Broody hens

By: Jessamy Miller | December 15, 2015

Hen and chicks
Photo: Jessamy Miller

For breeds like Wyandottes, Silkies, Pekins and Australorps, the warmer months often bring regular bouts of broodiness. While this is ideal if you are thinking of raising chicks, when egg production is the goal, it’s downright annoying.

A determined broody will sit for any length of time, so it’s up to you to de-brood her and get her back on the lay.  

Why do hens go broody?

Intensively bred layers like ISAs no longer express natural behaviour like broodiness, but when traditional breeds lay a clutch of eggs, many instinctively want to sit on them, whether there’s a rooster on hand or not. When they get this hormone surge, hens fluff out their feathers, remain on the nest at all costs, behave more aggressively towards you and other poultry, and make a distinctive clucking noise. 

Prevention

Broody behaviour can be exacerbated by dark corners, warm weather and inviting nests full of eggs. To discourage birds from going broody, collect eggs regularly and keep the henhouse well ventilated. Of course, a determined broody will sit on a golf ball, so this isn’t a guaranteed fix! 

Why de-brood?

It’s not ideal for hens to remain broody for long periods. They stop laying, and remain on the nest day and night, making a nest box unavailable. Broodies eat and drink much less, so lose condition, and will stop dust-bathing and grooming, leaving them vulnerable to parasites and ill health. Nest boxes can be stifling in summer, and the broodiness hormone raises the bird’s temperature, so they are also prone to heat stress. The longer a hen is broody, the longer it takes to de-brood, so get onto it pronto.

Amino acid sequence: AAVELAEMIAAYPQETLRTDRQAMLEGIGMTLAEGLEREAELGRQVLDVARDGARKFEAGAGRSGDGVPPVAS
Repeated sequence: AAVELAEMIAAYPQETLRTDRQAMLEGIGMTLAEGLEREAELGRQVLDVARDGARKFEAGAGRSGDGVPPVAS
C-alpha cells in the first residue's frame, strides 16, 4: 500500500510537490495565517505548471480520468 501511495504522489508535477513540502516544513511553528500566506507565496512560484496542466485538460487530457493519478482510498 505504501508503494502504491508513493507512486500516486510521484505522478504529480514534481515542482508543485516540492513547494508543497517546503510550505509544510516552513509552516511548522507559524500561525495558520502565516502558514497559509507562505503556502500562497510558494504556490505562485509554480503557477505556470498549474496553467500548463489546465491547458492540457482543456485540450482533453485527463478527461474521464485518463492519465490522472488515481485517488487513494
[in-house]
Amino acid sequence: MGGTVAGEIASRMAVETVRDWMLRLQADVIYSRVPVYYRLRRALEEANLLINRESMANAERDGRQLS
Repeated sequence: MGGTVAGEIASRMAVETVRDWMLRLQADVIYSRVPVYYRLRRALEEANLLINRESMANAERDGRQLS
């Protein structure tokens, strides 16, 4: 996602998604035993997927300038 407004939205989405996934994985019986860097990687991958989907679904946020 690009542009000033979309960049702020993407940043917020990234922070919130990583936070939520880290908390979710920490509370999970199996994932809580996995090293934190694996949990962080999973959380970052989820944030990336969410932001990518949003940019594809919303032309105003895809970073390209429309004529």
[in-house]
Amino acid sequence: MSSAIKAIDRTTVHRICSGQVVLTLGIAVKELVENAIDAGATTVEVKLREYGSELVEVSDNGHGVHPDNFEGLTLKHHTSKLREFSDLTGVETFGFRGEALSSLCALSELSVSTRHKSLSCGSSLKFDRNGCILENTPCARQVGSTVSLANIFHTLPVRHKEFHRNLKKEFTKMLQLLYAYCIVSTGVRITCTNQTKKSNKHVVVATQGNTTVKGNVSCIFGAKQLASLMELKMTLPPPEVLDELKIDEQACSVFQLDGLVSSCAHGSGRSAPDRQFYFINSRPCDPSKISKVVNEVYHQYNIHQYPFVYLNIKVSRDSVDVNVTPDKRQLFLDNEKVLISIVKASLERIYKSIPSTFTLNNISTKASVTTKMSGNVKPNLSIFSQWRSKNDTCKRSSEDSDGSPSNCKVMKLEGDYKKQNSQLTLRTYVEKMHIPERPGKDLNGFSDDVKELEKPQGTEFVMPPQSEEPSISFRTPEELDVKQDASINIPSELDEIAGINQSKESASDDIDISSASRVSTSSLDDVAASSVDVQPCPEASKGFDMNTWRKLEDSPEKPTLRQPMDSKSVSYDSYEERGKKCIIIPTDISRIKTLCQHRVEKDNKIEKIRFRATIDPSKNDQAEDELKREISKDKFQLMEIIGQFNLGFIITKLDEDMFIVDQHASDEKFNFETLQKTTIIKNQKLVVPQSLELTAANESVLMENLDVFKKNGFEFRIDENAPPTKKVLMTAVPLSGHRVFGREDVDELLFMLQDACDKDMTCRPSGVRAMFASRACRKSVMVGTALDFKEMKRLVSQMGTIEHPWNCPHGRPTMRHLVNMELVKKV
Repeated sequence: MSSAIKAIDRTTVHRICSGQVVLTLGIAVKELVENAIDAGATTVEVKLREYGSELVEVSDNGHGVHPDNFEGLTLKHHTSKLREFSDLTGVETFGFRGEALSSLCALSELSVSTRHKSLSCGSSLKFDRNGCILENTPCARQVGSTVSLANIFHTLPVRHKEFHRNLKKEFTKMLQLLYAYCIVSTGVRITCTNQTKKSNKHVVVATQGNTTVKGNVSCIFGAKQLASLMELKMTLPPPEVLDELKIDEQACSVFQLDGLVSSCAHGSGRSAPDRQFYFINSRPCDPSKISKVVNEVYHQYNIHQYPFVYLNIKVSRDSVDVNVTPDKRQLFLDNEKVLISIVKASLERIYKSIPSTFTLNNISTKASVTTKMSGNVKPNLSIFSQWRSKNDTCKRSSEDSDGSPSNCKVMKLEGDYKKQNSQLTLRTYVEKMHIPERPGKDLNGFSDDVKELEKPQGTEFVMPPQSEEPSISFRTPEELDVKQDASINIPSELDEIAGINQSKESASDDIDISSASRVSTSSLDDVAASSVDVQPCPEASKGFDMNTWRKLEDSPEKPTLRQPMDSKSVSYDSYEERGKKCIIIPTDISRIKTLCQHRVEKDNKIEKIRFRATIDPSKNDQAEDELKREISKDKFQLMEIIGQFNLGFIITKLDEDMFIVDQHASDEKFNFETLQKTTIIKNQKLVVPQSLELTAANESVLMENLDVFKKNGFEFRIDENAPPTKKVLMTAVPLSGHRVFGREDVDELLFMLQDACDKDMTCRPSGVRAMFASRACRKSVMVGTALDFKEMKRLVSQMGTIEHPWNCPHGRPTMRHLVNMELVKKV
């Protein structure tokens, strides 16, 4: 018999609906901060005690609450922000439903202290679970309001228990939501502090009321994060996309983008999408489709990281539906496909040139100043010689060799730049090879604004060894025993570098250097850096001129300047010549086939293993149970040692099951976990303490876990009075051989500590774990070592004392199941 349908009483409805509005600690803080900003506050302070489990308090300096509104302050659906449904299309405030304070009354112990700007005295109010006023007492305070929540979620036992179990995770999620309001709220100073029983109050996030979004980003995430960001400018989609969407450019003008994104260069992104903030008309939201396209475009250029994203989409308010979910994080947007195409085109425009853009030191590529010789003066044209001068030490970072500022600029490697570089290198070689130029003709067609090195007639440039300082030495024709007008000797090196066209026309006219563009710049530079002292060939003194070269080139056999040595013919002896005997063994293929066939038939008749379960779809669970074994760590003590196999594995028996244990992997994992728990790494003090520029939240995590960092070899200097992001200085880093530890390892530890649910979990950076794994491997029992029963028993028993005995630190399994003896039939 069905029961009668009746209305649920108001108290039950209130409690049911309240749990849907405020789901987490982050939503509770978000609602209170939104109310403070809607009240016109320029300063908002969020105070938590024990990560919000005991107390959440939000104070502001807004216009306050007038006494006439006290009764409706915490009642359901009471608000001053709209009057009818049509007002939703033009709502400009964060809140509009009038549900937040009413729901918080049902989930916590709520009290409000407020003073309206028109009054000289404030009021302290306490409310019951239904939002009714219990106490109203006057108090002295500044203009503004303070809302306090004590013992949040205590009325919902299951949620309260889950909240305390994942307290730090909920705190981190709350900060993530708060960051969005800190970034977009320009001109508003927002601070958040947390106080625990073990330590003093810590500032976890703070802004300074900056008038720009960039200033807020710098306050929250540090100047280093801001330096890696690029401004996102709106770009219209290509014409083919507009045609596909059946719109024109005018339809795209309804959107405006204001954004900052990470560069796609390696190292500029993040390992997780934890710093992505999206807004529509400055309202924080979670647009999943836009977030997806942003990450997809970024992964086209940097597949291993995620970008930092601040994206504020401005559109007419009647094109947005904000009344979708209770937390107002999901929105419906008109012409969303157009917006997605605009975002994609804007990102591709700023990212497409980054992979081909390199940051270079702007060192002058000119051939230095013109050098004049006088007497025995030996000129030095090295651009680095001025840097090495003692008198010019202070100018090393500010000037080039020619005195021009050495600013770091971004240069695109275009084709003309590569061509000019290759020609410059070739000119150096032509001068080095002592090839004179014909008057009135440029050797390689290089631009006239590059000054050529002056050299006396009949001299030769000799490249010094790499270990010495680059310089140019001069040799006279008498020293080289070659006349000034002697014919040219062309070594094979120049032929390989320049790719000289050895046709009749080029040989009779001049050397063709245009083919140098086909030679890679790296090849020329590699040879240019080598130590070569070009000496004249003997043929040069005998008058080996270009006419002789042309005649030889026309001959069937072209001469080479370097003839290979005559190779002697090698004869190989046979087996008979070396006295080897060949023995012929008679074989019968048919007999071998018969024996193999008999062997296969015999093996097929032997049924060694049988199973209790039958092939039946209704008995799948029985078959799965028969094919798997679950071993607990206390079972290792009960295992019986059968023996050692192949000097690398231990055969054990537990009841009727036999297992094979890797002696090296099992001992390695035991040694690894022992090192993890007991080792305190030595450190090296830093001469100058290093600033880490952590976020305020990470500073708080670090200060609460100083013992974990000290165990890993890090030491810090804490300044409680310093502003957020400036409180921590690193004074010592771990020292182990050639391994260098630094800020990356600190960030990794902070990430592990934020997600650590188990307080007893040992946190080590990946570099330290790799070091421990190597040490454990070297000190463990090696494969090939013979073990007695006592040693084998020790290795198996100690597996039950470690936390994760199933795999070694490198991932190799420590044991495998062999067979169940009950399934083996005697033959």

Best practice de-brooding

In the past, a tiny wire cage or a dunking in water was not considered inhumane, but more recent research has found that the most effective way to lower the hormone levels is to keep the hen active. 

It’s usual to remove the hen from the flock until she is fully over her broodiness. Choose a well lit, well-ventilated area with no dark nest boxes or soft nesting material, but plenty of room for her to walk it off. 

Some options include:


  • A spacious wire bottomed cage (eg a rabbit cage) with nowhere cosy to nest. 
  • A new free-range area where she can be distracted by lots of activities. 
  • An unfamiliar henhouse with a concrete floor where she has to settle in, and find her feed and water. 
  • A regime encouraging her to move about by feeding further away, popping her into the dustbathing area or taking her to the bottom of the garden. 

Keep the hen cool by putting soft drink bottles full of frozen water anywhere she wants to nest. It’s important to wait a few days after outward signs of broodiness have disappeared for hormone levels to fully subside. If you return her to the pen and she heads straight for the nest, it’s too early. 

Get into a routine with your broodies and you’ll lose fewer days of production in the henhouse.  

 

 

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